A fledgling political party with the goal of representing Indigenous Australians has fired a shot across the bows of the major parties for making it harder for it to get registered political party status under amendments to electoral laws.
The Indigenous-Aboriginal Party of Australia had got its membership up to 550 in order to get formal registered status and the Australian Electoral Commission has reviewed its membership list and other documents.
An objection period for the registration of the party had run out on September 6 but the commission contacted the party to let it know that the rules for a non-parliamentary party registration now require 1500 members.
Uncle Owen Whyman, the convenor of the proposed political party, has written to both major parties to ask whether the Liberal and Labor parties were so fearful of a small player such as the Indigenous Party of Australia that they felt they needed to push through changes to increase the membership threshold.
“People should feel they can vote for a minor party if that Party represents their views. At a time when many are ill at ease with the major parties, it will strengthen the suspicion that the major parties care only for their own skins and not for democracy or the people of Australia.” Whyman said.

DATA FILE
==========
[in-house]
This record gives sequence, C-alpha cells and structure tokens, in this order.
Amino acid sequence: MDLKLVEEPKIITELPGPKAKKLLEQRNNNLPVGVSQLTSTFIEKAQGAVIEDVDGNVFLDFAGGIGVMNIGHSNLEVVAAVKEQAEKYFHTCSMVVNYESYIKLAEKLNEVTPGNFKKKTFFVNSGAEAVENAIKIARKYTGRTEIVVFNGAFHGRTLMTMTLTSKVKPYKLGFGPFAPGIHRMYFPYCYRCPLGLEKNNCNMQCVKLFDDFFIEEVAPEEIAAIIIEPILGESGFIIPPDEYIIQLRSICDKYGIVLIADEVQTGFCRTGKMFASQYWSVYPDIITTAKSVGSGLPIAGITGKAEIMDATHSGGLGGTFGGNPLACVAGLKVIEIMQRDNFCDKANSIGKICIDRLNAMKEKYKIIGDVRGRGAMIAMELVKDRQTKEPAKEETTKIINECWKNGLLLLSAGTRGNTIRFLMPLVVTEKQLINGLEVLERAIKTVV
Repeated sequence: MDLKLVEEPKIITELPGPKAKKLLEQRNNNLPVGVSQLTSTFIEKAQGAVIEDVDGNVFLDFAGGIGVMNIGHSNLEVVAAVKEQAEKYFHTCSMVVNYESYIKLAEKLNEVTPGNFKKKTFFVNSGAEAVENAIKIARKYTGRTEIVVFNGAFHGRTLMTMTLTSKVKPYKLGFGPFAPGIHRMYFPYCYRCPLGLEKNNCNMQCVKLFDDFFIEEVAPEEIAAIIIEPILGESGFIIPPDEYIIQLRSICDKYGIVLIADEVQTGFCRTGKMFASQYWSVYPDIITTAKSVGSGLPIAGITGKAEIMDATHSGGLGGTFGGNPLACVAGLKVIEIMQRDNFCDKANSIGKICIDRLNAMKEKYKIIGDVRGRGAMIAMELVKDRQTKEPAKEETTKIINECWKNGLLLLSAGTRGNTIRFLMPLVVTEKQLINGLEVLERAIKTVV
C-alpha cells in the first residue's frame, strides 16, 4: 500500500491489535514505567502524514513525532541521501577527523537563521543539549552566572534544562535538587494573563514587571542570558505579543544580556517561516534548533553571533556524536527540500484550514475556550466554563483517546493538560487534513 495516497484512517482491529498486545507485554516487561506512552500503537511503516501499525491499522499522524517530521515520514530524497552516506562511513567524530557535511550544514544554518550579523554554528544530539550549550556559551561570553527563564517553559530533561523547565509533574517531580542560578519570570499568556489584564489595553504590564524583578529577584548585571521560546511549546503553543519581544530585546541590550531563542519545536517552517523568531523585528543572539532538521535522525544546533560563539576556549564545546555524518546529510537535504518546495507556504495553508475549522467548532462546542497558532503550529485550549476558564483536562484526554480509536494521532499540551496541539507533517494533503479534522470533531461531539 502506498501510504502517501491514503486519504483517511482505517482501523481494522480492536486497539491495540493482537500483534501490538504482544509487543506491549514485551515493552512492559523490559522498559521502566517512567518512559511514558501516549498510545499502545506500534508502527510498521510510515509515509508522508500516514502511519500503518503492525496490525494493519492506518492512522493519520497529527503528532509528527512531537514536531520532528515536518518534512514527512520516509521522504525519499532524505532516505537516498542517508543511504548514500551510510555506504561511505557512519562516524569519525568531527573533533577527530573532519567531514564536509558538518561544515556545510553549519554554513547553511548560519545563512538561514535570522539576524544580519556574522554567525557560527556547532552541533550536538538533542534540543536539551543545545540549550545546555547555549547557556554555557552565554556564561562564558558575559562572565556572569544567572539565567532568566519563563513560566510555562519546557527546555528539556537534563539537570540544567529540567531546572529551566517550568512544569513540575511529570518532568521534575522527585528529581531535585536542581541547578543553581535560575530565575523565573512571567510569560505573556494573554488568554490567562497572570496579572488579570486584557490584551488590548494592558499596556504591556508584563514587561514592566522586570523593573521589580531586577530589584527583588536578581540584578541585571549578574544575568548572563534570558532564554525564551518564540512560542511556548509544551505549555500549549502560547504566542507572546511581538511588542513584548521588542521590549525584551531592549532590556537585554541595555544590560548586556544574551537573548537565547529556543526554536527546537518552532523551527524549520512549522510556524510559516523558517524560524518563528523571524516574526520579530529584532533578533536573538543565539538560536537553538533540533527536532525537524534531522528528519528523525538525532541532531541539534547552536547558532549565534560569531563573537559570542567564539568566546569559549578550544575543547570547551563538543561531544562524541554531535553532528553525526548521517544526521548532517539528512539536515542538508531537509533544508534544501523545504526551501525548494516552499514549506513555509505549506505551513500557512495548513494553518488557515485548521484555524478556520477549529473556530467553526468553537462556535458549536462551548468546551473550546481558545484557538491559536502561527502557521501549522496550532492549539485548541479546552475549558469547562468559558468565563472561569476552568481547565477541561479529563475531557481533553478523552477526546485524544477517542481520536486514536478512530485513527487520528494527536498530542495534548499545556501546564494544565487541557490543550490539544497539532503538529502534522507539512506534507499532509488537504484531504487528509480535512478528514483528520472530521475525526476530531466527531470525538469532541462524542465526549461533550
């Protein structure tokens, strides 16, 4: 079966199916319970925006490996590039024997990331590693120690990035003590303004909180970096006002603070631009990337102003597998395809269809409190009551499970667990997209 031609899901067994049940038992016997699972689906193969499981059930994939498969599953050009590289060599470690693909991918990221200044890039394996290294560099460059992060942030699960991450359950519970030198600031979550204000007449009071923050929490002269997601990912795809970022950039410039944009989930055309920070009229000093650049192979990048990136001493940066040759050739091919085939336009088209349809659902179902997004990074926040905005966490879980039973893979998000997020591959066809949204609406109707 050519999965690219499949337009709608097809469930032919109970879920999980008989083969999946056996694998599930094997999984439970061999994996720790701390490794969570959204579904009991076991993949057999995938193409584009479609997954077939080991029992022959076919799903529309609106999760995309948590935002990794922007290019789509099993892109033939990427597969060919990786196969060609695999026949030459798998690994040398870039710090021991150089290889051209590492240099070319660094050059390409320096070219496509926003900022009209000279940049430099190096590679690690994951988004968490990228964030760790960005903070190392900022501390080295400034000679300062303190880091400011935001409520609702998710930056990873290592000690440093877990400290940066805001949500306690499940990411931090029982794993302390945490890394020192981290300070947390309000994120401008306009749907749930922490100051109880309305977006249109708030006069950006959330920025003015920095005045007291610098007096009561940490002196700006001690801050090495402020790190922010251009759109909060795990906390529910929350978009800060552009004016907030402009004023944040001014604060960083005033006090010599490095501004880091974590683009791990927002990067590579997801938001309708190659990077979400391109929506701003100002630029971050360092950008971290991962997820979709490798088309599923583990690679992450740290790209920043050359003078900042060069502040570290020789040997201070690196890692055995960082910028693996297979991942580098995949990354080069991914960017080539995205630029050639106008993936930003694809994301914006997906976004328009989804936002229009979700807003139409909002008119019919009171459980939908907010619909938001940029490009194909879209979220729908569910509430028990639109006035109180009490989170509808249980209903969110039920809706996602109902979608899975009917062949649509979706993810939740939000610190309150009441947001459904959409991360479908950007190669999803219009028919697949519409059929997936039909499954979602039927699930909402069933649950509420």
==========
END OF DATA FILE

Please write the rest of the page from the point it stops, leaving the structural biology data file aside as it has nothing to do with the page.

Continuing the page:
“In our case it can be difficult to get Indigenous people to get on the electoral roll and join our Party for fear this will somehow come against them, become another stepping stone to having their children taken away or ending up with a fine they cannot pay. It’s been a huge community effort to get our application this far.”
Whyman said members of the party’s board and party candidates could only be Indigenous, but that membership is open to both Indigenous and non-Indigenous people.
Policy areas of concern for the Indigenous Party of Australia include, but are not limited to, plans related to the Murray-Darling, the high rate of incarceration of Indigenous people, and the state of education of Indigenous children.